workforce for the delivery of HPV vaccination, cervical cancer screening and the
    management of cervical cancer.
  7. Registry establishment:
    Assisting in establishing an adequate registry to record information about
    vaccination, screening and treatment for the prevention of cervical cancer; and
    with potential linkage to a cancer registry. This will facilitate follow-up of the
    young with incomplete vaccination and women through the screening pathway. It
    will also enable robust monitoring and evaluation of vaccination and screening
    program performance.

For more information, please email/call any of the following:
Professor Alec Ekeroma, HOD, Department of Obstetrics and Gynaecology,
University of Otago, Wellington, New Zealand. E:; M:
Professor Diana Sarfati, Head of Department, Public Health, University of Otago,
Wellington, New Zealand.
Professor Marion Saville, Executive Director, VCS Foundation, Melbourne, Australia.


Urogynaecology in-country training

Urogynaecology is part of gynaecology that is involved in the assessment and treatment of women with pelvic organ prolapse, urinary and faecal incontinence. It is a common problem but often hidden because of embarrassment and shame and a lack of awareness that there is anything that can be done to help. NZ MFAT has supported a project scoping the extent of the problem in Fiji and doing a needs assessment on how to upskill health professionals in this field. It is a multidisciplinary approach with upskilling of nurses, midwives, primary care doctors as well as O&G specialists.
I recently spent a week at Port Vila in Vanuatu with Drs Harry, Tungu and Damutalau assisting in prolapse surgery and teaching the midwives and student midwives about perineal suturing. I was very impressed with their surgical skills and enthusiasm and look forward to working with them again in the future to expand their services in quantity and quality.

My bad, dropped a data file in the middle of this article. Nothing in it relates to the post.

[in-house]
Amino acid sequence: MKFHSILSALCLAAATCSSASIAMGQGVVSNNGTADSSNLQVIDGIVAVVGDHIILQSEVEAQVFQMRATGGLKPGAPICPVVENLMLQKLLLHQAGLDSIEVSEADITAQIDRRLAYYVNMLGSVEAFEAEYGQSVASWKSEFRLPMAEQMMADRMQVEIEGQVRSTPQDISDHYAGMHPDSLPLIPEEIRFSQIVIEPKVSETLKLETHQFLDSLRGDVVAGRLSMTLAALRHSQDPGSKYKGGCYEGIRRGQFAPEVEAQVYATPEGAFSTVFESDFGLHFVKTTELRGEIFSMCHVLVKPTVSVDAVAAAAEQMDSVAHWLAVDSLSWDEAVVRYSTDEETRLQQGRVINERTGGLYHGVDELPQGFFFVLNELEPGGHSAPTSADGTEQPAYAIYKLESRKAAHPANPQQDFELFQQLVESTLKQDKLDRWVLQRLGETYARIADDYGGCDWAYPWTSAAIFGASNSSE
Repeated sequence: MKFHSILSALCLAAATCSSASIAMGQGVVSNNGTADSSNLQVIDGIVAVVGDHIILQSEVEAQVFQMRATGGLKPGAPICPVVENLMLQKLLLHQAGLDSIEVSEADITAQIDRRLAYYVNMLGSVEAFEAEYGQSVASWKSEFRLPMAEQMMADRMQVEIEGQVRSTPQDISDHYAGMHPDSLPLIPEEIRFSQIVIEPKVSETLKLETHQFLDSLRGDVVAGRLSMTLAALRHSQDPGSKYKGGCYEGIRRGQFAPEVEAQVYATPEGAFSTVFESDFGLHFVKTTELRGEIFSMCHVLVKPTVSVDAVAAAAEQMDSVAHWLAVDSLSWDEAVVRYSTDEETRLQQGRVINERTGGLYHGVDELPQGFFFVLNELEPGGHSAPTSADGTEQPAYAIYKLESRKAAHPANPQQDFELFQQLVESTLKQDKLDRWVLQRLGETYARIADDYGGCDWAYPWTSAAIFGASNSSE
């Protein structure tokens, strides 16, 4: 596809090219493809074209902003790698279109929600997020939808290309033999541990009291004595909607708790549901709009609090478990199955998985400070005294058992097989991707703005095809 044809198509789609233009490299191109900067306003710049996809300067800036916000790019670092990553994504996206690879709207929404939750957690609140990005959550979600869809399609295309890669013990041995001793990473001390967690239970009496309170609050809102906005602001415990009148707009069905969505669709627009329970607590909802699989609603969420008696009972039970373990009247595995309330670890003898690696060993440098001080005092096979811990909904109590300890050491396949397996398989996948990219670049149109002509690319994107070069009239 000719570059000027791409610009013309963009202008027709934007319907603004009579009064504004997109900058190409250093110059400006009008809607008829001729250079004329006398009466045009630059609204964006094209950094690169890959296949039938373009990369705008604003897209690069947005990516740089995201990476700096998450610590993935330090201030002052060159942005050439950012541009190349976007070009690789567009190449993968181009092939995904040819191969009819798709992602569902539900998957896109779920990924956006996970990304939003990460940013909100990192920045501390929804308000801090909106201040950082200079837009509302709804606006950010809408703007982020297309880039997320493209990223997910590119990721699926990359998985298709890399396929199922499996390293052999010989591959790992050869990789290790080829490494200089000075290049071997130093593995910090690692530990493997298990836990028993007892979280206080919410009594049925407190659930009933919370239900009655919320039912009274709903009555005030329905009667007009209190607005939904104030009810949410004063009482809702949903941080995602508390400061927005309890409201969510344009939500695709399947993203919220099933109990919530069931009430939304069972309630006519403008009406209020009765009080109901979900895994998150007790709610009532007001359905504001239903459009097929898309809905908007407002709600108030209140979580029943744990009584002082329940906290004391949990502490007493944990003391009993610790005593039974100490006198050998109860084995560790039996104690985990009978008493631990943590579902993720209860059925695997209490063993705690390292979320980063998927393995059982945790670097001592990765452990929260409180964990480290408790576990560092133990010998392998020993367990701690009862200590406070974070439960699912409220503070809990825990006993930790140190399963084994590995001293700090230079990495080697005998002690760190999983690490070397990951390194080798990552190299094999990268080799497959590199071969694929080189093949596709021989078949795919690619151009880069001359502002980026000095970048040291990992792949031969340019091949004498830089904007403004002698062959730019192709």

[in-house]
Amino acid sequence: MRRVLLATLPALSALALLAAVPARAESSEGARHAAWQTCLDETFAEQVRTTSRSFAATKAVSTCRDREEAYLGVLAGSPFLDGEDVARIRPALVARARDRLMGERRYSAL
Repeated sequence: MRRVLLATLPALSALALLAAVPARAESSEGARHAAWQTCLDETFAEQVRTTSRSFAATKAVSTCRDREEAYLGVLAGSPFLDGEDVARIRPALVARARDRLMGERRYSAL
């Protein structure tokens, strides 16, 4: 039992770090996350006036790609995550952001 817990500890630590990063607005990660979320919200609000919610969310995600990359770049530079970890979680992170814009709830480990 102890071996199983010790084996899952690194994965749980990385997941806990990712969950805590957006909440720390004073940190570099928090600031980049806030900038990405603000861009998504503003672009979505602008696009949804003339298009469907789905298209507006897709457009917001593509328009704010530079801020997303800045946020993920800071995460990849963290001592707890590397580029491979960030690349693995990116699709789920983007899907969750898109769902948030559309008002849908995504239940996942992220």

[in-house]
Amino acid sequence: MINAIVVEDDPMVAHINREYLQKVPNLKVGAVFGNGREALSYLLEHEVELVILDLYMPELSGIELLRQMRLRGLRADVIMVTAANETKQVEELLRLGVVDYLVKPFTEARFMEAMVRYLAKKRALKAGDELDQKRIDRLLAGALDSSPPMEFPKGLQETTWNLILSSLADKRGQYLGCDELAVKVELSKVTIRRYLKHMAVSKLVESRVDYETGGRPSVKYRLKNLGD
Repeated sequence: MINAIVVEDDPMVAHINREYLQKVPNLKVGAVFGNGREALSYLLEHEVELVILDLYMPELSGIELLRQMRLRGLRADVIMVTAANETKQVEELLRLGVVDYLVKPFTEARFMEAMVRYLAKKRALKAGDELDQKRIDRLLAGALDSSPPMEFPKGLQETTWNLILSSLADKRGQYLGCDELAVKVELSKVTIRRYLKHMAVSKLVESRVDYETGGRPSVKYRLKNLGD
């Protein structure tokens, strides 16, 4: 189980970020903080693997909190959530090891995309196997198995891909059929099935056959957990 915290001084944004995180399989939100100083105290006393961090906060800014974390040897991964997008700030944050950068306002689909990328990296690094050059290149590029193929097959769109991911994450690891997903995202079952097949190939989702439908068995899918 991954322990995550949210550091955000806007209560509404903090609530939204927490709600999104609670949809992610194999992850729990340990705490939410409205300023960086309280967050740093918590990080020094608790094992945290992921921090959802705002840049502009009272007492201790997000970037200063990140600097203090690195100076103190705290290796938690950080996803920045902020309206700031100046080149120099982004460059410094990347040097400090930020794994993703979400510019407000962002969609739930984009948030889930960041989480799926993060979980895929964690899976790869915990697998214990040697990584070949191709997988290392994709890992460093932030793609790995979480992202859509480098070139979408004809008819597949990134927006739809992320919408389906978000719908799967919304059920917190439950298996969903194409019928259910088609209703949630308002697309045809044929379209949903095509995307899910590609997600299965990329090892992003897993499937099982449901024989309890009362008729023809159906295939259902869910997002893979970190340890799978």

If you are interested please contact meat


Pacific Perineal suturing program – Dr Jackie Smalldridge

My colleague, Dr Louise Tomlinson, myself and others have been developing a program that we hope to launch at the next PSRH meeting in July 2019. This is in response to a need identified by Pacific midwives particularly from remote areas where referral can be difficult if perineal trauma is severe. We want to extend the scope of the perineal suturing workshops that we usually run at the PSRH meetings and across the Pacific at other opportunities. As well as improving knowledge and practical skills, we wish to provide some tools to help the participant going forward. We have developed a laminated flip chart with step by step information about how to identify and repair perineal trauma that can be practically useful on a day to day basis. We hope to provide a set of instruments and appropriate sutures to use. We are working on how best to evaluate this program as it unfolds and have engaged some partners to support us financially.
We also want to identify “champions” in each country who are interested in perineal suturing and can act as mentors and troubleshoot for the participants in their countries. We also want them to help us collect data on how the program is going and how they can become trainers in the future.
If you are interested please contact meat